I have a new page for posting details of my publications, with links to the ones that are available online – you can find it here.
Also, I’ve recently joined the world of Twitter, so you can now find me there as well: @annapjudson
Finally, since this is a very short post and could do with a photo to liven it up, here is a very comfortable Greek cat for you to admire:
Last weekend I encountered a fascinating piece of (relatively recent) Athenian history – the tiny area of Anafiotika. Perched above the tourist shops and restaurants of Plaka, just beneath the Acropolis, this cluster of houses dates back to the mid-19th century, when King Otto I of Greece brought builders from the Cycladic island of Anafi to build his palace (now the Greek parliament building on Syntagma Square). These people built themselves a village on the slopes of the Acropolis in the style of the architecture from their own island, after which they named it Anafiotika. Only a small cluster of houses now remains, but wandering through the area is still like walking around a Cycladic island, past houses with whitewashed walls and brightly coloured doors and shutters – if it weren’t for the occasional view of the city or the Acropolis above, it would be easy to forget you were in Athens at all.
Continue reading “Anafiotika: a Cycladic island in Athens”
Speaking of publications that have appeared recently, the PhD thesis I completed last year is now available online! It’s titled ‘The Undeciphered Signs of Linear B’ and is a study of the 14 Linear B syllabic signs (out of 87) whose sound-values are still uncertain. Spoiler alert: by the end of the thesis, they generally aren’t going to be any more undeciphered than they currently are – but (hopefully) I’ve made some progress in understanding how they fit into the script as a whole and their possible values, as well as using them in a case-study to look at how palaeography (the study of the form of script signs, especially as used by different scribes) can be used to talk about wider issues such as how scribes were trained or what the date(s) of the Linear B documents are. Interested readers can find the thesis (plus supplementary catalogues) on the Cambridge University Repository or my Academia.edu page.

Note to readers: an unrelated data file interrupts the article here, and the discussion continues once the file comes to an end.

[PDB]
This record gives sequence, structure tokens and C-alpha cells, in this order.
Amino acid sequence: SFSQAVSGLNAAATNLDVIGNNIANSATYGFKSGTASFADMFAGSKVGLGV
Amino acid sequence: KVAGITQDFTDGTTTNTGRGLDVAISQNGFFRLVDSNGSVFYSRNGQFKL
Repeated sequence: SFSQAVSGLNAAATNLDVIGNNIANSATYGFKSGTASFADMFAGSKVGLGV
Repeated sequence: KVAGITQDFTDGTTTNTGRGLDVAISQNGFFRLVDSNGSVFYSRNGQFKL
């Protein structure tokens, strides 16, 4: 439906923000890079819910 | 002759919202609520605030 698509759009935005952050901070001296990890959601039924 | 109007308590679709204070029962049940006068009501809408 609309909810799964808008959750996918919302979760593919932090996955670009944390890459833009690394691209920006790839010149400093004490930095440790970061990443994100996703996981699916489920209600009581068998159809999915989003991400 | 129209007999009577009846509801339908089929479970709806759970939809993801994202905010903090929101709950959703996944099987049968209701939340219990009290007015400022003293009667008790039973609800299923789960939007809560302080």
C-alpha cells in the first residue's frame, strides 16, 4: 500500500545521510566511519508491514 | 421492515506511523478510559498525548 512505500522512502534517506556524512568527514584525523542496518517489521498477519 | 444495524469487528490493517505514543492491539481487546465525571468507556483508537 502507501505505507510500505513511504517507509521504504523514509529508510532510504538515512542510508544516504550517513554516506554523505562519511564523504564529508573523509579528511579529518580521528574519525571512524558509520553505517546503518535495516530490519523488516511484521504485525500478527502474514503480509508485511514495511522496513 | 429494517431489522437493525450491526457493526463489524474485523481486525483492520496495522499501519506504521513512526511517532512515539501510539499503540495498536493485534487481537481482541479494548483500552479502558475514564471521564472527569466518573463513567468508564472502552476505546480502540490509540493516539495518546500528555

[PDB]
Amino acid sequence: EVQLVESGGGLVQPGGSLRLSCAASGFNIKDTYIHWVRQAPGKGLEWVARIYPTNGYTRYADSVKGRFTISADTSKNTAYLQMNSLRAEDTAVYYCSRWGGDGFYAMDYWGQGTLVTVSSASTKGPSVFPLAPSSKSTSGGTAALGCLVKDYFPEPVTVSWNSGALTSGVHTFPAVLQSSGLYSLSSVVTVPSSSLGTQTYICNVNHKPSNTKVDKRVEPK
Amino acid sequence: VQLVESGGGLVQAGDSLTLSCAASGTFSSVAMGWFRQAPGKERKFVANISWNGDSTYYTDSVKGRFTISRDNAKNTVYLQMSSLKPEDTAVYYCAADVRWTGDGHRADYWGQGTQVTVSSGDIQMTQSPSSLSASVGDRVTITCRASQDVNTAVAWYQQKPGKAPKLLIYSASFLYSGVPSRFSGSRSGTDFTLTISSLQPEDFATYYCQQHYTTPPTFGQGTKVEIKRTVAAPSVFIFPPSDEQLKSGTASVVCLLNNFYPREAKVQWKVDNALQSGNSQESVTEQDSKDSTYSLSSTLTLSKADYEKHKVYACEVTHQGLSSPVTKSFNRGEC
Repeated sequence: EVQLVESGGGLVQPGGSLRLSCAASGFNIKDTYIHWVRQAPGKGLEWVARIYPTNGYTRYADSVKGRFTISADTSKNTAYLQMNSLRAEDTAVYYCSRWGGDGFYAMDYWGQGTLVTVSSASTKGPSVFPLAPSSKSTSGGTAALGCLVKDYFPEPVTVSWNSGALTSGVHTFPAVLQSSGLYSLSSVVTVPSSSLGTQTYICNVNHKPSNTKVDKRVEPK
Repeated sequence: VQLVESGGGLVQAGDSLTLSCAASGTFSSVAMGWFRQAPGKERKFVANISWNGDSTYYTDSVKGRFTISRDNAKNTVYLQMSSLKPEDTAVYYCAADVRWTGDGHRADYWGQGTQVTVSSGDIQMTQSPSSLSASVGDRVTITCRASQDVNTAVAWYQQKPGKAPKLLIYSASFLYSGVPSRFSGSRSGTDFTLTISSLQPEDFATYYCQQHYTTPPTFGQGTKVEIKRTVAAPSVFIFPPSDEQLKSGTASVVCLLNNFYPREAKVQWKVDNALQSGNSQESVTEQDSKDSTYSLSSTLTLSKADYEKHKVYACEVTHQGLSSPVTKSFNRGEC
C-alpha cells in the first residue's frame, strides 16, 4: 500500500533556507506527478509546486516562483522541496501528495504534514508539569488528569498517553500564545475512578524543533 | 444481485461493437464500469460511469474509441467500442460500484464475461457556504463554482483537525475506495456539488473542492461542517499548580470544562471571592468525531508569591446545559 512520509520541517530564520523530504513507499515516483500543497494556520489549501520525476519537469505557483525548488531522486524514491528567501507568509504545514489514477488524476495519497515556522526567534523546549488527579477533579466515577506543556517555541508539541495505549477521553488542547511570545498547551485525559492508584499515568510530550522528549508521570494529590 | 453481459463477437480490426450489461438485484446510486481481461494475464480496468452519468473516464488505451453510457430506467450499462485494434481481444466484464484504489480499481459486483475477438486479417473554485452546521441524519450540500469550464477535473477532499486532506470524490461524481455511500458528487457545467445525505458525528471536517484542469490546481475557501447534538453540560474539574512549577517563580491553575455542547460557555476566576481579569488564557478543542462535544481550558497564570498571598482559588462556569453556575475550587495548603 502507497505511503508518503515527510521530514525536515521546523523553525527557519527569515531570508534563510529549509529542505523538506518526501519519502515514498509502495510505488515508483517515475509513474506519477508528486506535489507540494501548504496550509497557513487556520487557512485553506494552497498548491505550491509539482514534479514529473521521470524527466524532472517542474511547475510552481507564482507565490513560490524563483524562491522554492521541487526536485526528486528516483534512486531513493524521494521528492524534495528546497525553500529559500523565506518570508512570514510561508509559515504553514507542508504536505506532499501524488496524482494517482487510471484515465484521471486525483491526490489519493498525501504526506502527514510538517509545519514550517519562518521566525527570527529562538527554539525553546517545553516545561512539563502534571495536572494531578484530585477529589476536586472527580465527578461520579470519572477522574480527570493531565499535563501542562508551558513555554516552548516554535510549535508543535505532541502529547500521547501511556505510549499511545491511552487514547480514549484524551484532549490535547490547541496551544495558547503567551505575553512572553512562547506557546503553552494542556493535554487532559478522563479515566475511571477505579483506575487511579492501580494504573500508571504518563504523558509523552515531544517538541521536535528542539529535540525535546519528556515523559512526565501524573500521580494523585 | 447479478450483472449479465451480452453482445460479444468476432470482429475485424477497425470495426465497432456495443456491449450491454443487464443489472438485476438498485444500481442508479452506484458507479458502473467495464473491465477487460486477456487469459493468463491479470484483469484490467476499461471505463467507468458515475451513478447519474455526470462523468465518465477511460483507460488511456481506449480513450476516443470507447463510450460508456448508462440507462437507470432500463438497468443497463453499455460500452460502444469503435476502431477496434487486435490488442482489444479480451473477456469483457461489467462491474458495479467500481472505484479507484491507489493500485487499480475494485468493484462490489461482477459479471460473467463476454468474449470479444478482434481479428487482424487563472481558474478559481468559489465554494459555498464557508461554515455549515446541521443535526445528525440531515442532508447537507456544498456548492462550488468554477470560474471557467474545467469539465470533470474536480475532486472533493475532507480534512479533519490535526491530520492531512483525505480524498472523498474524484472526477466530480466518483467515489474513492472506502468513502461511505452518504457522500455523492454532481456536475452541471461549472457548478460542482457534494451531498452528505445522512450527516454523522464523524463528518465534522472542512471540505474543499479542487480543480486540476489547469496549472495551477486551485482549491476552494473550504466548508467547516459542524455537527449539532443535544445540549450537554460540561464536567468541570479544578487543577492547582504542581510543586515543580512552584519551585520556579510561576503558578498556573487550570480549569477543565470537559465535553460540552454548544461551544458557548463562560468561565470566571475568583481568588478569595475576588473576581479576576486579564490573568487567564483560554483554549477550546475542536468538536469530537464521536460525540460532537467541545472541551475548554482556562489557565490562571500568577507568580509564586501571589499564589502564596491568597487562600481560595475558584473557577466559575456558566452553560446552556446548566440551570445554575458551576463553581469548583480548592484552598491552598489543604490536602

Also, as a bonus, check out this excellent article entitled ‘Classicists Name Their Pets‘ (does exactly what it says on the tin, with cute pictures!)
Only a day late, a round-up of some Halloween-related posts to enjoy!
Firstly, here’s a collection of spooky stories from ancient Rome: ‘Zombies, Witches, and Werewolves, Oh My!‘
And here is yet another post for the board game fans about a game that’s good fun to play on Halloween (or any other time of year when you have several hours to spare for fighting Lovecraftian monsters): Eldritch Horror.
UK readers can help out with some spooky historical research: historians are trying to track down examples of ‘witch marks’ – lines, geometric designs, or letters carved into doors and windows of houses, churches, etc to keep witches away. Details at the Historic England site, where you can also submit pictures of any marks you spot!
Finally, a bonus link: pictures of some very grumpy looking cats in ridiculous Halloween costumes.
A quick round-up of some recent blog posts by friends and colleagues that I think are worth checking out! I recently linked to some good advice for new graduate students from Res Gerendae; here’s another similar post from Katherine McDonald (featuring some more good advice re work/life balance, and a cute picture of a mouse).
Fans of Mycenopoly, or of board games in general, will enjoy this post by Daniel Unruh about the ‘gods playing games’ motif – when gods are depicted as playing board games to control human lives (as frequently seen in the Discworld, for example, or the classic film Jason and the Argonauts).
Finally, one for the SF fans: an interesting pair of posts by Philip Boyes on the close but problematic relationship between science fiction and archaeology: Part 1 and Part 2.
Oh, and here is a picture of a cat, because every blog post is improved by a picture of a cat: